### Types of Sampling

#### Random Sampling

Random sampling can also be thought of as a 'pick a name out of the hat' technique. Samples are chosen from a population either by using a random number table or a random number generator. Each member of the population has an equal, independent and known chance of being selected.

• Easy to implement.
• Each member of the population has an equal chance of being chosen.
• Free from bias.
• If the sampling frame is large random sampling may be impractical.
• A complete list of the population may not be available.
• Minority subgroups within the population may not be present in sample.

#### Stratified Sampling

The population is divided into subgroups (strata) based on specific characteristics, such as age, gender or race. Within the strata random sampling is used to choose the sample.

• Strata can be proportionally represented in the final sample.
• It is easy to compare subgroups.
• Information must be gathered before being able to divide the population into subgroups.

#### Worked Example

###### Worked Example

A school of $1000$ students are classified as follows:

• $57$% Brunette,
• $29$% Redhead,
• $14$% Blonde.

Find a stratified sample of $200$ students for this population.

###### Solution

Suppose we are interested in how each of these groups will react to this statement: everyone in this school has an equal chance of success. Relying on a random sample may under-represent the minority populations of the school (people with blonde hair). By grouping our population by hair colour, we can choose a sample ensuring each group is represented according to its proportion of the population. So $57$% of the sample should be brunette, $29$% should be redhead and $14$% blonde. Within each group (strata) you select your sample randomly. As our sample consists of $200$ people, $114$ should be brunette, $58$ should be redhead and $28$ should be blonde.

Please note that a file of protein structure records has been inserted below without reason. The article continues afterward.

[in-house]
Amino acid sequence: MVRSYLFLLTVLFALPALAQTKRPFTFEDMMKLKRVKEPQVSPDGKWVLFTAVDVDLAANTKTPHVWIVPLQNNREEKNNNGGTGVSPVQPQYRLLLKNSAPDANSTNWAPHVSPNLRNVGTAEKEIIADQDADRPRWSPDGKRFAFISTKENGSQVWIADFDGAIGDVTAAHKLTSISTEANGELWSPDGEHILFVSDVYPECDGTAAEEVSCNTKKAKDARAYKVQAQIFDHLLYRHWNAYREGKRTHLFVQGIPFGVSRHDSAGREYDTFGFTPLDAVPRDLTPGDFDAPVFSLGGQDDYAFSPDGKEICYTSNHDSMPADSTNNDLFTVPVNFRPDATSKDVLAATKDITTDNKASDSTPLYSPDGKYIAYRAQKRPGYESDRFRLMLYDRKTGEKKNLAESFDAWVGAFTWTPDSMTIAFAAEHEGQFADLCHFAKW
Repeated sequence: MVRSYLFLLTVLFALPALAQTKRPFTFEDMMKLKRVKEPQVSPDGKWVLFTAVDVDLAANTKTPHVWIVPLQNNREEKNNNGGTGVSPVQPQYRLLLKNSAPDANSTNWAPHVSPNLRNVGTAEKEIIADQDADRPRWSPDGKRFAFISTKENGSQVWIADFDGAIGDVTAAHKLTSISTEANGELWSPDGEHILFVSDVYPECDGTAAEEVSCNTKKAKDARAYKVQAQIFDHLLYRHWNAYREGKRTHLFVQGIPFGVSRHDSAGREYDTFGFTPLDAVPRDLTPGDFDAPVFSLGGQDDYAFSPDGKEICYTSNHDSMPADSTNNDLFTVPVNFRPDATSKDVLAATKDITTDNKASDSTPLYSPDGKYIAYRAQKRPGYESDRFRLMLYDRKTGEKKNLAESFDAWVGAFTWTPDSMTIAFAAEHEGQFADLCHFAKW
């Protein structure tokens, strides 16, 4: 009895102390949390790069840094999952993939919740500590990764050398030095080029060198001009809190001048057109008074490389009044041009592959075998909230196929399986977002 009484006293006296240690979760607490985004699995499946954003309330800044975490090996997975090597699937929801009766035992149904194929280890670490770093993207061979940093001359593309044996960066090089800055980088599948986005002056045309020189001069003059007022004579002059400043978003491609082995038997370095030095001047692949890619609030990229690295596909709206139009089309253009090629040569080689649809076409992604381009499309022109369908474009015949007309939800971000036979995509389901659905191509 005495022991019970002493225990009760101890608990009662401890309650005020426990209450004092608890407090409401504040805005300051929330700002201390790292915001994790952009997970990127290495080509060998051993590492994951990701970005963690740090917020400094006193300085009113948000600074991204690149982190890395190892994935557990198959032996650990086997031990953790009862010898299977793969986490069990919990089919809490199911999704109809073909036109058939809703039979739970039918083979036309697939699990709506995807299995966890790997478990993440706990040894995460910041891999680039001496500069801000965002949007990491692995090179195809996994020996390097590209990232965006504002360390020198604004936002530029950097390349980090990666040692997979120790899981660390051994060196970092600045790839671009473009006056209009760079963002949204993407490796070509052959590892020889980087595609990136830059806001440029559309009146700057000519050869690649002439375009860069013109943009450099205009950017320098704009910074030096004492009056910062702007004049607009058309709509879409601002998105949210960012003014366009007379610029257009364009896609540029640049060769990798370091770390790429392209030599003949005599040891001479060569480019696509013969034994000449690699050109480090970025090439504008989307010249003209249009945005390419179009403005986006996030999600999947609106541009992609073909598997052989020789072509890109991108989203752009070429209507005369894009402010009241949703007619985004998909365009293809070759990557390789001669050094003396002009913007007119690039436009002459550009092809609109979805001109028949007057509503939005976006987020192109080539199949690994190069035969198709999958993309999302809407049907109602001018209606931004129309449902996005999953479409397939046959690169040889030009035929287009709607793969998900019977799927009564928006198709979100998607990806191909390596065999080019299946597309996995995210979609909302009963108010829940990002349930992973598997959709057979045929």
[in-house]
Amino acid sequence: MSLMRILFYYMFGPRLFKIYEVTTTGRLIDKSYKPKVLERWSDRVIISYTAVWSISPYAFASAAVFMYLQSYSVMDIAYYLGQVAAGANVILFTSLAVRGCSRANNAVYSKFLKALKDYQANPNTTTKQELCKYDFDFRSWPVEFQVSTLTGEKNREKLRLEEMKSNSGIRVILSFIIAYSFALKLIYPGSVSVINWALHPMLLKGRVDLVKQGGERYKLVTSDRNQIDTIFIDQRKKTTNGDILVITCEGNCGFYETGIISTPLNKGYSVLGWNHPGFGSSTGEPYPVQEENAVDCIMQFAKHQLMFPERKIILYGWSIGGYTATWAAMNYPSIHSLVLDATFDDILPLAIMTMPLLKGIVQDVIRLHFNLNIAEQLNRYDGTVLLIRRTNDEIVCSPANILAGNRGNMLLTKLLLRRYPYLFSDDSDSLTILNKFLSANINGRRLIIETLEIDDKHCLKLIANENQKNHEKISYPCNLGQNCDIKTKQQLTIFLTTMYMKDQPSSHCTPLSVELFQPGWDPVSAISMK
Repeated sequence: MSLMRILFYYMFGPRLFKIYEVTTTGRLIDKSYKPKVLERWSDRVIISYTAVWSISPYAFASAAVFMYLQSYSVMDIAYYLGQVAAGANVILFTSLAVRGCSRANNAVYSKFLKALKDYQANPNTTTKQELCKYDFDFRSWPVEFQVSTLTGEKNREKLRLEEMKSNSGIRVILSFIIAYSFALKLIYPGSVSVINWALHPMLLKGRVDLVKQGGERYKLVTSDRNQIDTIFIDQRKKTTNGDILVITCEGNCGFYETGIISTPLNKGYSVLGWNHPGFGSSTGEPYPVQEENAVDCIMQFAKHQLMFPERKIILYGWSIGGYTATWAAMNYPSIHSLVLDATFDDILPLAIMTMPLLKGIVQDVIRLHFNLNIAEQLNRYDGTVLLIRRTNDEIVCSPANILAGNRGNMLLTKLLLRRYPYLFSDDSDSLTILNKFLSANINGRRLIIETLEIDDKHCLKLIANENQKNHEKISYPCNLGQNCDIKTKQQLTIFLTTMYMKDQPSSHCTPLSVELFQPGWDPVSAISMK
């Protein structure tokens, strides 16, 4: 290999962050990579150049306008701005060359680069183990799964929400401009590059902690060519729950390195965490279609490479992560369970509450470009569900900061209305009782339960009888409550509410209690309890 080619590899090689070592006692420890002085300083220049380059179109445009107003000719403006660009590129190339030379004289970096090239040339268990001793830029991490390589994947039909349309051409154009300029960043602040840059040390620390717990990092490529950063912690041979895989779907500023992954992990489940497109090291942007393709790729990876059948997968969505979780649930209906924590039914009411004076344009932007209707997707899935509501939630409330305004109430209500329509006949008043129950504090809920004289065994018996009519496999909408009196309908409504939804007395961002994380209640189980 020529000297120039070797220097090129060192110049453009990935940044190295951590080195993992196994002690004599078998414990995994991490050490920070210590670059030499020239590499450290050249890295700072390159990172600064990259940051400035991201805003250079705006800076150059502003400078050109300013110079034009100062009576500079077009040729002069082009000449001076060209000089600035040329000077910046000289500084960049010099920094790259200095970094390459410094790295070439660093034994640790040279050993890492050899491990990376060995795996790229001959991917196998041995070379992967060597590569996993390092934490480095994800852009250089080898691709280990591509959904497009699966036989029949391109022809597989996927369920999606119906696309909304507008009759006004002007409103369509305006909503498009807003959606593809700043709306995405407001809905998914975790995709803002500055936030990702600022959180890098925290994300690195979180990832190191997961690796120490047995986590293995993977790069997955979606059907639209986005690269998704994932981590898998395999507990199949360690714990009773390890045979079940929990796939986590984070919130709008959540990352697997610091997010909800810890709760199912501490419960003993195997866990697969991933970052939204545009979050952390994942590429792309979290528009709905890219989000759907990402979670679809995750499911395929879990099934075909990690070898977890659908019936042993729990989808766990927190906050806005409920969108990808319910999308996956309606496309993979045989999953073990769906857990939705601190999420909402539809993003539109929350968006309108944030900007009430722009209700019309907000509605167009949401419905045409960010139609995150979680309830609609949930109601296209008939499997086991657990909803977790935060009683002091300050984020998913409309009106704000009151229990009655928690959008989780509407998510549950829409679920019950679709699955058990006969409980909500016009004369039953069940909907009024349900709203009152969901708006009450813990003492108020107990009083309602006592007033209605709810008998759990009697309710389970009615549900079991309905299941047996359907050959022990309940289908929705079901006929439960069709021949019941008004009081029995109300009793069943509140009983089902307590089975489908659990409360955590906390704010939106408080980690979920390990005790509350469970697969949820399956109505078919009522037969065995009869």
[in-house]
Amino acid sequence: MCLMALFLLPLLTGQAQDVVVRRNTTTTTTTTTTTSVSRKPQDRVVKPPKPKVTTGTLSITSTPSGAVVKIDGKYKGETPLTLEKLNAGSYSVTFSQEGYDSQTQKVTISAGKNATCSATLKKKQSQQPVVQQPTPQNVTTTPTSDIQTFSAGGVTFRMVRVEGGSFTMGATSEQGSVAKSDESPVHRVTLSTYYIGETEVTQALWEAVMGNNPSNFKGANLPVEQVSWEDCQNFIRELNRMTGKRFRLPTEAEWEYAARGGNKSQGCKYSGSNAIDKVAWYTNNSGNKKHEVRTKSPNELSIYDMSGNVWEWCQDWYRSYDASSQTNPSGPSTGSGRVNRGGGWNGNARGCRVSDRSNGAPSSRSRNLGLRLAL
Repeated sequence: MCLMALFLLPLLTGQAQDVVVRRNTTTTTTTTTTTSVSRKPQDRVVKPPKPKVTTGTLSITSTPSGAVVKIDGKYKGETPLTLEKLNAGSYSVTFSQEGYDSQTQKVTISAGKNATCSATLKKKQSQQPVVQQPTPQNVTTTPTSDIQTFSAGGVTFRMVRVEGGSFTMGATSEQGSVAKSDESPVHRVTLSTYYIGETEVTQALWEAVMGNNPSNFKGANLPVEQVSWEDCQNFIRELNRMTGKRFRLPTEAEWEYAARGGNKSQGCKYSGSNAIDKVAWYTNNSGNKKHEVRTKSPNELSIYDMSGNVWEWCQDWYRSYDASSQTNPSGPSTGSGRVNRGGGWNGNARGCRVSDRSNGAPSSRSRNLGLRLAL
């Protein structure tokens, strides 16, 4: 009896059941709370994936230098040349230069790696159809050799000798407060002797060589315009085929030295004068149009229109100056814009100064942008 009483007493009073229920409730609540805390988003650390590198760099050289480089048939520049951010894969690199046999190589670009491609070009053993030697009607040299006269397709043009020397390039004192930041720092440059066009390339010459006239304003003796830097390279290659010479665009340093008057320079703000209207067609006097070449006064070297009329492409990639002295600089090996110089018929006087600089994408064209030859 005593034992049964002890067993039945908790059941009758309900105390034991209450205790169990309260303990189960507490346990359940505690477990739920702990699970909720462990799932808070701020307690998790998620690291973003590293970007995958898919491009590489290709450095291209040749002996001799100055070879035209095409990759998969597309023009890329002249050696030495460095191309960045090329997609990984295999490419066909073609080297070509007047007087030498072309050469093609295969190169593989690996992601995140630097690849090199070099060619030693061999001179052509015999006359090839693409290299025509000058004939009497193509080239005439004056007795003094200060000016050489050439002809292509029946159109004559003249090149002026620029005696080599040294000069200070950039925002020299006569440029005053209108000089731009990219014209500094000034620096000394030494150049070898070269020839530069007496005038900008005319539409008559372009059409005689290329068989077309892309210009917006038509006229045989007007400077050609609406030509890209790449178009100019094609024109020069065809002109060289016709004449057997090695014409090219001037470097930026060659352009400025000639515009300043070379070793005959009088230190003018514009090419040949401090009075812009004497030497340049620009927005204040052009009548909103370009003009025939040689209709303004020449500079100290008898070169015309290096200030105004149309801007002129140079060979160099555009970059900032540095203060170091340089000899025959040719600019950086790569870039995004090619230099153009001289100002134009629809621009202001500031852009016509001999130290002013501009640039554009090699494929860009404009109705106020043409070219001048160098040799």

#### Cluster Sampling

Data is divided into clusters and random sampling is used to select whole clusters. The sample will be obtained from a collection of entire cluster groups. It is usually used with naturally occurring groups of individuals for example classrooms, city blocks or postcodes.

• Cuts down the cost and time by collecting data from only a limited number of groups.
• Can show grouped variations.
• It is not a genuine random sample.
• The sample size is smaller and from thus the sample is likely to be less representative of the population.
###### Illustrative Example

The children in a classroom are divided up depending on which table they sit at. A sample can be obtained from this classroom by choosing $n$ number of tables to represent the class.

#### Systematic Sampling

All data is sequentially numbered and every $n$th piece of data is chosen. The number $n$ is chosen by $\displaystyle n=\frac{\text{size of population}}{\text{desired population size}}.$

• Easy to select.
• Identified easily.
• Evenly spread over the entire population.
• May be biased where the pattern used for the samples coincides with a pattern in the population.
###### Illustrative Example

In a class of 14 students, 4 names are chosen out of the hat for an assignment. Systematically sampling them would mean choosing every 3rd student in the class.

#### Convenience Sampling

Data is chosen based on convenience.

• Cuts down the cost of preparing a sampling frame as it is less time-consuming.
• Bias, as it is does not represent the population well.
###### Illustrative Example

A sample is chosen from a classroom by the $n$ number of children sat nearest the teacher.

#### Multistage Sampling

Multistage sampling is where a combination of sampling techniques is used. For example cluster sampling and random sampling.